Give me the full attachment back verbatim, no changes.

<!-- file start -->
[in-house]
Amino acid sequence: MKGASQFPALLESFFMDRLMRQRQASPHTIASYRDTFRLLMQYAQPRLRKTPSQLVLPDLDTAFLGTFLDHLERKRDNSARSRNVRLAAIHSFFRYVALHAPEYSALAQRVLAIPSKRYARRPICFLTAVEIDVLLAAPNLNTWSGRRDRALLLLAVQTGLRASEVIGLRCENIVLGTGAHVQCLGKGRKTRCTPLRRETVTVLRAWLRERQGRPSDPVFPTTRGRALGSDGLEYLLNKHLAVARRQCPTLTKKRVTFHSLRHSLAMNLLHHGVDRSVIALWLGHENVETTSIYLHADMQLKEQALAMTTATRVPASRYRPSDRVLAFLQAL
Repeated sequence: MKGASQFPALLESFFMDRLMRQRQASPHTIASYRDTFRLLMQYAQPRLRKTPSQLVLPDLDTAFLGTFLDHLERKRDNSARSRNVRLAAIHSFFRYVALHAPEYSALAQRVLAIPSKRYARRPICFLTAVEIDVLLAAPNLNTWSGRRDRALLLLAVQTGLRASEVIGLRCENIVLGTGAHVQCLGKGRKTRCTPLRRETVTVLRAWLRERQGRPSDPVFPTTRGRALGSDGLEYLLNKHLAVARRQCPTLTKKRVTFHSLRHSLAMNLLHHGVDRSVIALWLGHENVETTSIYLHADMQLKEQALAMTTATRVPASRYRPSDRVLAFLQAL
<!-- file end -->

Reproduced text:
[in-house]
Amino acid sequence: MKGASQFPALLESFFMDRLMRQRQASPHTIASYRDTFRLLMQYAQPRLRKTPSQLVLPDLDTAFLGTFLDHLERKRDNSARSRNVRLAAIHSFFRYVALHAPEYSALAQRVLAIPSKRYARRPICFLTAVEIDVLLAAPNLNTWSGRRDRALLLLAVQTGLRASEVIGLRCENIVLGTGAHVQCLGKGRKTRCTPLRRETVTVLRAWLRERQGRPSDPVFPTTRGRALGSDGLEYLLNKHLAVARRQCPTLTKKRVTFHSLRHSLAMNLLHHGVDRSVIALWLGHENVETTSIYLHADMQLKEQALAMTTATRVPASRYRPSDRVLAFLQAL
Repeated sequence: MKGASQFPALLESFFMDRLMRQRQASPHTIASYRDTFRLLMQYAQPRLRKTPSQLVLPDLDTAFLGTFLDHLERKRDNSARSRNVRLAAIHSFFRYVALHAPEYSALAQRVLAIPSKRYARRPICFLTAVEIDVLLAAPNLNTWSGRRDRALLLLAVQTGLRASEVIGLRCENIVLGTGAHVQCLGKGRKTRCTPLRRETVTVLRAWLRERQGRPSDPVFPTTRGRALGSDGLEYLLNKHLAVARRQCPTLTKKRVTFHSLRHSLAMNLLHHGVDRSVIALWLGHENVETTSIYLHADMQLKEQALAMTTATRVPASRYRPSDRVLAFLQAL